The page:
I know this is a very simplified analysis, but it also correlates with what I experienced (although going back to look at the data was useful - some of the people who signed up but never showed up, I had kind of forgotten about, but I had also forgotten about some of the people that were active during week one or two, but then faded out).
I am really grateful that we were able to finish strong (almost everyone made it to an amazing meeting in week 7 with guest speaker Sandy McAuley, and again to the last meeting this weekend, and every single person of those eight has posted a reflection on the five questions we asked them). I really didn't want this course to slowly fade out. While we are all discussing interesting ways of carrying the course community forwards, including creating a sort of CSCL "book-club", it's valuable to have some kind of "closure" for our experience together these eight weeks.
However, I would of course have loved to see more of the about 50% of people who didn't "complete" the course engage more actively. I myself was absent from the course for almost two weeks due to travel and an eye infection, and experienced how hard it was to "reinsert myself" into the community. At that time, I wrote to several students who had not been active, and encouraged them in a non-judgmental way to "get back on the train". I received several positive responses to that message, but nobody actually did.
I've also written to all the participants who have yet to post reflections, and asked them to do so - even for people who were not active at all, I'd love to hear their thoughts. Or - if someone was reading a lot, but never posted, that's also very valuable information.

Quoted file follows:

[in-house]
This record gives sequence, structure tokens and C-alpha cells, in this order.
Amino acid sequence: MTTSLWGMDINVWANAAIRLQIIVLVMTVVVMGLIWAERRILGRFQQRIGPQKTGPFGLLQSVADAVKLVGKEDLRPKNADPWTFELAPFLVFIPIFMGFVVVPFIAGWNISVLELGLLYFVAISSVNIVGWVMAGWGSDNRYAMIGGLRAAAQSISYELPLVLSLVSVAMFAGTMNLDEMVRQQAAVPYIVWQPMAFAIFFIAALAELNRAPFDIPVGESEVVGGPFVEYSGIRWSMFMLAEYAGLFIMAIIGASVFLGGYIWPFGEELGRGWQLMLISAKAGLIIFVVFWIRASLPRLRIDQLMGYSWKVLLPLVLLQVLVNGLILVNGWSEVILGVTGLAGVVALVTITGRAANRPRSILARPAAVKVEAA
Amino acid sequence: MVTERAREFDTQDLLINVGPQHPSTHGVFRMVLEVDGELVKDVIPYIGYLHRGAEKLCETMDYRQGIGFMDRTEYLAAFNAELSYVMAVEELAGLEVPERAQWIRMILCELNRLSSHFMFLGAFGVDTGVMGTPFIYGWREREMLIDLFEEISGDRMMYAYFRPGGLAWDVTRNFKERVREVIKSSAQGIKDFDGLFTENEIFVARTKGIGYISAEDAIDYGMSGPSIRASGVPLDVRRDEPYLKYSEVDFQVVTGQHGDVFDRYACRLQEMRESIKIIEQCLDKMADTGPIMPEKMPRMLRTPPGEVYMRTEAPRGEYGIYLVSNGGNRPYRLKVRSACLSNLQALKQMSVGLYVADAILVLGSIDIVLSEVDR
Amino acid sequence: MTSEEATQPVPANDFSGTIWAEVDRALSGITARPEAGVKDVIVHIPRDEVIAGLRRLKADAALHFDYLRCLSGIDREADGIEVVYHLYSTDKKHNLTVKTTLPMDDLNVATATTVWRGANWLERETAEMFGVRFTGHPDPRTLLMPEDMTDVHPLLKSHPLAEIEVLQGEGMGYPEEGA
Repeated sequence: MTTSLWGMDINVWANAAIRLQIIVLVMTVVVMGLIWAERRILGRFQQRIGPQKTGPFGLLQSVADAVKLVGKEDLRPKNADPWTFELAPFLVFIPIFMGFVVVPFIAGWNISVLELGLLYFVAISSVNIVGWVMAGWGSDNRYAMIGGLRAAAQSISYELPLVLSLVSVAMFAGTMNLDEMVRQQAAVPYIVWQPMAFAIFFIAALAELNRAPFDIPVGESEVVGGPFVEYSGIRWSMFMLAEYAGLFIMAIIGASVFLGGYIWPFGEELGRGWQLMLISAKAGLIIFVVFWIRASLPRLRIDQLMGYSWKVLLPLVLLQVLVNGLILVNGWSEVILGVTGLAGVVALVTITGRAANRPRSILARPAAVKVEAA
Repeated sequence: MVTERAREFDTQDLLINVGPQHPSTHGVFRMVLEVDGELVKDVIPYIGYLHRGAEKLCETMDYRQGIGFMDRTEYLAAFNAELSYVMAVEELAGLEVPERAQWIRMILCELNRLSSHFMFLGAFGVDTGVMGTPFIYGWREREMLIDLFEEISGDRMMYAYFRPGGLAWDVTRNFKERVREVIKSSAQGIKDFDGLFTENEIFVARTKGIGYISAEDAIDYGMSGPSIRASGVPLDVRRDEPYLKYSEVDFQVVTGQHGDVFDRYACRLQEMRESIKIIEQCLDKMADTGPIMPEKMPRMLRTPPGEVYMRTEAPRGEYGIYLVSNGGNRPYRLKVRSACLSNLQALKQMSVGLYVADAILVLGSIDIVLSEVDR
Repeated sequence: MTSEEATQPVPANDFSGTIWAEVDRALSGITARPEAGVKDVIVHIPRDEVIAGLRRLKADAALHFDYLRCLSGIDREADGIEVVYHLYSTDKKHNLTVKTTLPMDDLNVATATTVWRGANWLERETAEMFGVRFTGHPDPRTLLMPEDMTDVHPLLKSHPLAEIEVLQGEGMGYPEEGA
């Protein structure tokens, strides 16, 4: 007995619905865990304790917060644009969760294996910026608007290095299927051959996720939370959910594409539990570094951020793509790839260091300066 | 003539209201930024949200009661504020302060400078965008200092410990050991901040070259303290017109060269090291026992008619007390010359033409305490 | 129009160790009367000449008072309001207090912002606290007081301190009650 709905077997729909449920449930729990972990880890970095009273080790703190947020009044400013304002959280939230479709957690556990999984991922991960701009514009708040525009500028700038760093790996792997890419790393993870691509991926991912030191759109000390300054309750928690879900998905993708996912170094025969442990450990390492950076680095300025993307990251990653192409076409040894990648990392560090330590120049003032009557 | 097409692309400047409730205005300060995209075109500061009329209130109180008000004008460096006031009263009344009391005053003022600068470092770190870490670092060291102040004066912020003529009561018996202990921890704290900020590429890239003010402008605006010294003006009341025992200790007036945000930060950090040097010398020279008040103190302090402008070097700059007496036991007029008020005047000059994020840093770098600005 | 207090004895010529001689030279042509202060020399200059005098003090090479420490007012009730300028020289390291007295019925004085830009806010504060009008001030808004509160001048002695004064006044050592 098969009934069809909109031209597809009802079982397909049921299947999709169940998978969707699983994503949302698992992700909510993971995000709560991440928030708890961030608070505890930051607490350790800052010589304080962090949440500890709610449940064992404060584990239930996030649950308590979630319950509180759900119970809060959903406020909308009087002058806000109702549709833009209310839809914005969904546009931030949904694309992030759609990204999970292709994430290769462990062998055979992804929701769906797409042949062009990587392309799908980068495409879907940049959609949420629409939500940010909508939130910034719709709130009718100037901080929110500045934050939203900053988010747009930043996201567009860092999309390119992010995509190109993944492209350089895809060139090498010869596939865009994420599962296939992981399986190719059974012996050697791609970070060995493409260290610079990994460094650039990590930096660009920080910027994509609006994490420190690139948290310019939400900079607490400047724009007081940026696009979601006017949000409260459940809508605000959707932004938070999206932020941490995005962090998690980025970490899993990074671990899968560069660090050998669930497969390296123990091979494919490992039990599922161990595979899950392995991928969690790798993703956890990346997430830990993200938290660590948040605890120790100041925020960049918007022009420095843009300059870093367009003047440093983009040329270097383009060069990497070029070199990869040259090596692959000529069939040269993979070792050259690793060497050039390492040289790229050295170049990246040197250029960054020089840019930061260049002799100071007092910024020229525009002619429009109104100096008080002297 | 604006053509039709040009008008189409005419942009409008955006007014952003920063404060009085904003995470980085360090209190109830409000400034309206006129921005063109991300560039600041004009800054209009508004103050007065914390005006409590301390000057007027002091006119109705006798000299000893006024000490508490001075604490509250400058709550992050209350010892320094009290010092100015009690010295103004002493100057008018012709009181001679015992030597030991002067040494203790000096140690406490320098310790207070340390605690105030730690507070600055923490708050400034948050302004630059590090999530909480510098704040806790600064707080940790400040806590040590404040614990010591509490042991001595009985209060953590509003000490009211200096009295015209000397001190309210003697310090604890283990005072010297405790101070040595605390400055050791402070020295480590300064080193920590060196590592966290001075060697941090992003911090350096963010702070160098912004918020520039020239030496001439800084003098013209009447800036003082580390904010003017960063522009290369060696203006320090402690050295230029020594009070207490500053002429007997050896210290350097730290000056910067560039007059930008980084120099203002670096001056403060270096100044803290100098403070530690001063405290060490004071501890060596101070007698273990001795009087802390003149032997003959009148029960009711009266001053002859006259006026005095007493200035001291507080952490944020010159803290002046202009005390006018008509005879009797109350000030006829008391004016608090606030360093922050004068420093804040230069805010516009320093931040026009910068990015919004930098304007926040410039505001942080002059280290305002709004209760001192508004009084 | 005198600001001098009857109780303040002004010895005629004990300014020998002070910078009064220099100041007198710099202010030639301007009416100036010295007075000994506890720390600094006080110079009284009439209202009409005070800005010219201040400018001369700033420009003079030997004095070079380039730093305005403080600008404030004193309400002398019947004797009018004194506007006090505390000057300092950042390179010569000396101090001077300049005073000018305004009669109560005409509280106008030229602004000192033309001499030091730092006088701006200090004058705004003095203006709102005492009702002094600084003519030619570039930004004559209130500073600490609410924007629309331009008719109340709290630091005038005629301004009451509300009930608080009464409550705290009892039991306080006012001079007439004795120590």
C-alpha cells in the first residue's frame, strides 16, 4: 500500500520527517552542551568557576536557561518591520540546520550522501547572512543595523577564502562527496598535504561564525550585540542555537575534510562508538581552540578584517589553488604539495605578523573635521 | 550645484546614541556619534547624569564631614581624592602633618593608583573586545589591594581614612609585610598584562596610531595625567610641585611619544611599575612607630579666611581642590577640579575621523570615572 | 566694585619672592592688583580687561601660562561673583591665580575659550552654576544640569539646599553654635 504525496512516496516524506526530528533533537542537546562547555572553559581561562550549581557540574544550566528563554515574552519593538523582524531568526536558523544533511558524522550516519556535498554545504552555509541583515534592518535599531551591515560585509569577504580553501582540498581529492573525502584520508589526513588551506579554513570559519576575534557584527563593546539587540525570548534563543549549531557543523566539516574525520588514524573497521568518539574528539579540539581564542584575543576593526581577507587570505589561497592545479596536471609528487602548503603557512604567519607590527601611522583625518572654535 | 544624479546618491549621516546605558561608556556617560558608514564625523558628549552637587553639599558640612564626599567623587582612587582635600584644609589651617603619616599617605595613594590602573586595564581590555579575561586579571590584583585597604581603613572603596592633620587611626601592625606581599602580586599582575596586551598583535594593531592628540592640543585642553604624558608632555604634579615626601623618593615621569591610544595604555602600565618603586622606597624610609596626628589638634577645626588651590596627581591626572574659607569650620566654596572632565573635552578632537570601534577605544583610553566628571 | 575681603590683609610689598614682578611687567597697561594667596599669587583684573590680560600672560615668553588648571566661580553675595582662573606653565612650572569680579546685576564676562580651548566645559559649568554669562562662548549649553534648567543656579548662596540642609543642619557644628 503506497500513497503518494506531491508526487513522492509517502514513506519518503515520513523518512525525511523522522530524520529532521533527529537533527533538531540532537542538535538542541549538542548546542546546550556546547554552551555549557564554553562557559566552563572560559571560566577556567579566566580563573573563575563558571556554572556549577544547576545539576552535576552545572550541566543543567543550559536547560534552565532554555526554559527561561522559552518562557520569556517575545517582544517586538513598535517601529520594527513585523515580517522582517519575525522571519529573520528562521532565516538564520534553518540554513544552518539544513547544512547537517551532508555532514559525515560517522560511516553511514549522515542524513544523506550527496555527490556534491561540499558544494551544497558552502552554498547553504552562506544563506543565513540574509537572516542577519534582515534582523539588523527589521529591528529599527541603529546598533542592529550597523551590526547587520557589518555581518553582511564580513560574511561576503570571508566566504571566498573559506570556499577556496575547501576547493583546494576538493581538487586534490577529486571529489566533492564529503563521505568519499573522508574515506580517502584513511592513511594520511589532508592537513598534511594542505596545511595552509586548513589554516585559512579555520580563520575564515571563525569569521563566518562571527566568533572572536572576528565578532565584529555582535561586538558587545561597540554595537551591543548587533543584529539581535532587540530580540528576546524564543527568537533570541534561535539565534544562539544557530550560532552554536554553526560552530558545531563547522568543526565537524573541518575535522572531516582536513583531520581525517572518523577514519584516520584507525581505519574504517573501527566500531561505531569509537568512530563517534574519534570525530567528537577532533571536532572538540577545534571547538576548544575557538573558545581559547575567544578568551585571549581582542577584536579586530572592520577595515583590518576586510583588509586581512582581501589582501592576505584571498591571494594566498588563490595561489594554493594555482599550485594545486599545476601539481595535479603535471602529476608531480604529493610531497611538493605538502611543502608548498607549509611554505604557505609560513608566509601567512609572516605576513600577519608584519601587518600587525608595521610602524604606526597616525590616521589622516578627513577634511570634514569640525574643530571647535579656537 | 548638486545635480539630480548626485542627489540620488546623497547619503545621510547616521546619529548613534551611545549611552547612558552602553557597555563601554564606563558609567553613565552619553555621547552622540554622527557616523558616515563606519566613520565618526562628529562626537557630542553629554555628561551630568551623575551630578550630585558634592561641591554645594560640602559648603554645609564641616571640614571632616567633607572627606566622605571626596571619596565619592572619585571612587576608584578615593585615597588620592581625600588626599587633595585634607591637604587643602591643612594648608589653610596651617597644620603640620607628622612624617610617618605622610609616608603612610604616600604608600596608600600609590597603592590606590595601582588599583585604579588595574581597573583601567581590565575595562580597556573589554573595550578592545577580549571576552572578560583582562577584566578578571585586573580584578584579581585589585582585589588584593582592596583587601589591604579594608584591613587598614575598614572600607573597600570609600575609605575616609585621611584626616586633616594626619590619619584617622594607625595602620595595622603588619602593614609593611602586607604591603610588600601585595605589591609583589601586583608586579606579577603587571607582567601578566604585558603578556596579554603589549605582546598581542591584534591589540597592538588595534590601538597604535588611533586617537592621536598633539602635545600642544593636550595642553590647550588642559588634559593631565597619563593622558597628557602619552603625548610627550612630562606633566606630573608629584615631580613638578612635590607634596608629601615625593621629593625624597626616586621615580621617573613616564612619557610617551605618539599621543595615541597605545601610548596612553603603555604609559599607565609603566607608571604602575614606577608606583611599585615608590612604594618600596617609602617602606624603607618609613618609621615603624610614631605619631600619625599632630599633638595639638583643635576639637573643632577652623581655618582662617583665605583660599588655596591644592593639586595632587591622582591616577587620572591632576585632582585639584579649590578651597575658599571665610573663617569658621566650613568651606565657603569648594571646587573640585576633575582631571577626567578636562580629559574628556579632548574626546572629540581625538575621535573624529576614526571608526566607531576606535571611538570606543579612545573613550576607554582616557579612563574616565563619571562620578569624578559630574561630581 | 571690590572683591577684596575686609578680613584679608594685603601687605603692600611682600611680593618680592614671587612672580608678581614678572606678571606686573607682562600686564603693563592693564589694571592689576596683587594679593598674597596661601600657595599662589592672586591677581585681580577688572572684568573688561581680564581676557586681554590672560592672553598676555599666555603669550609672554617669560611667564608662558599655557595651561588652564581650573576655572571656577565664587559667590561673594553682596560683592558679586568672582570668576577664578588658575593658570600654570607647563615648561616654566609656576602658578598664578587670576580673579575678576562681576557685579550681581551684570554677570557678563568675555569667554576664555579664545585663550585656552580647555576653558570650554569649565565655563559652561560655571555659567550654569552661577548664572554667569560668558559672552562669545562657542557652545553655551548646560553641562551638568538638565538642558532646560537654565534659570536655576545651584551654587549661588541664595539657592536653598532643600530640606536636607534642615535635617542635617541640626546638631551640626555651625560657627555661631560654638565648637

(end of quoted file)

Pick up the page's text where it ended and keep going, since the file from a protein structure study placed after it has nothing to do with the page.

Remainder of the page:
Any lessons for the future? Well, although I did make it quite explicit what kind of participation I expected of "core participants", there was no way of linking to this from the sign-up page, when the course was getting started, so I had no guarantee of students having read it. (I really hope this will be fixed before I run another course). I'm also thinking that perhaps next time, I will make the sign-up question a bit "harder" - not in terms of difficulty, but in terms of engagement. For example, by asking students to read one article, and post some thoughts about it on their blog. That way, they have to do something a lot more active than just clicking "subscribe", and two sentences about their interest, and I'll already have their blog URLs.
On the other hand, there were 7 people who applied to the course and did not provide enough information. I asked them to do so, but they never responded. (It's possible that they did not receive the notification). Perhaps if I had let some of them in, they would have gotten interested, and would have participated more than some of the people who did get in... Given that participation beyond week 1 was such a strong measure of completion, perhaps we should do like undergraduate classes, which let almost anyone sign up for the first two weeks, and then kick people out who are not active enough.
Of course, I could just open enrolment to anyone - and indeed, maybe the active group had settled on being exactly the same. I still think there is a value to having a small group of people who make an explicit commitment to learning together over a certain period of time, but I certainly don't think it's the only way to do things.
StianStian Håklev June 20, 2011 Toronto, Canada comments powered by Disqus